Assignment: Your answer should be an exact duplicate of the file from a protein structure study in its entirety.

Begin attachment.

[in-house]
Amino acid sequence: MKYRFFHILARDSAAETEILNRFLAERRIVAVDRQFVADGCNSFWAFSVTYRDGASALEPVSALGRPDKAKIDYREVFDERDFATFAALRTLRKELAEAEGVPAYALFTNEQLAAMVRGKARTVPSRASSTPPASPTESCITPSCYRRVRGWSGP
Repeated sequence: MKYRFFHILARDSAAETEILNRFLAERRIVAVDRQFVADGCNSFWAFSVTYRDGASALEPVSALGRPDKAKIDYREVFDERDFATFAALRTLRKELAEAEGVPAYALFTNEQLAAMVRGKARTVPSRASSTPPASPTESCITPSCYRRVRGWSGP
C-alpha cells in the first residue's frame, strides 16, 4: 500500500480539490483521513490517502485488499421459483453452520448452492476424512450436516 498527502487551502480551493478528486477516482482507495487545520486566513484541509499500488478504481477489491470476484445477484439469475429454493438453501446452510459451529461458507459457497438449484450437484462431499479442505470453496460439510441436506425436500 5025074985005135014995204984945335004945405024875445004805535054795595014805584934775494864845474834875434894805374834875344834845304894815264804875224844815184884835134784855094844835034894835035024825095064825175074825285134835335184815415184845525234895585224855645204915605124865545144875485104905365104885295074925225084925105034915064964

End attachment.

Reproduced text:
[in-house]
Amino acid sequence: MKYRFFHILARDSAAETEILNRFLAERRIVAVDRQFVADGCNSFWAFSVTYRDGASALEPVSALGRPDKAKIDYREVFDERDFATFAALRTLRKELAEAEGVPAYALFTNEQLAAMVRGKARTVPSRASSTPPASPTESCITPSCYRRVRGWSGP
Repeated sequence: MKYRFFHILARDSAAETEILNRFLAERRIVAVDRQFVADGCNSFWAFSVTYRDGASALEPVSALGRPDKAKIDYREVFDERDFATFAALRTLRKELAEAEGVPAYALFTNEQLAAMVRGKARTVPSRASSTPPASPTESCITPSCYRRVRGWSGP
C-alpha cells in the first residue's frame, strides 16, 4: 500500500480539490483521513490517502485488499421459483453452520448452492476424512450436516 498527502487551502480551493478528486477516482482507495487545520486566513484541509499500488478504481477489491470476484445477484439469475429454493438453501446452510459451529461458507459457497438449484450437484462431499479442505470453496460439510441436506425436500 5025074985005135014995204984945335004945405024875445004805535054795595014805584934775494864845474834875434894805374834875344834845304894815264804875224844815184884835134784855094844835034894835035024825095064825175074825285134835335184815415184845525234895585224855645204915605124865545144875485104905365104885295074925225084925105034915064964